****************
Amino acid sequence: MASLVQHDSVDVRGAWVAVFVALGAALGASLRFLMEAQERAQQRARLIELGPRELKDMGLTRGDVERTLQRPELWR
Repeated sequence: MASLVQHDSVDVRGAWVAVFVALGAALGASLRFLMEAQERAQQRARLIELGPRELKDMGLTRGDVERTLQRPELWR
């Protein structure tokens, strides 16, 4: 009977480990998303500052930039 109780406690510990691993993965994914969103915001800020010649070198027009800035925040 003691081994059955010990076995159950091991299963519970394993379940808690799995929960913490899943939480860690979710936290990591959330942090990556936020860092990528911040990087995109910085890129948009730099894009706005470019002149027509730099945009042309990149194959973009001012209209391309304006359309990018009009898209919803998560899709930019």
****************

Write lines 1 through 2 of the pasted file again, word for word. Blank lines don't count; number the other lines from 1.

Amino acid sequence: MASLVQHDSVDVRGAWVAVFVALGAALGASLRFLMEAQERAQQRARLIELGPRELKDMGLTRGDVERTLQRPELWR
Repeated sequence: MASLVQHDSVDVRGAWVAVFVALGAALGASLRFLMEAQERAQQRARLIELGPRELKDMGLTRGDVERTLQRPELWR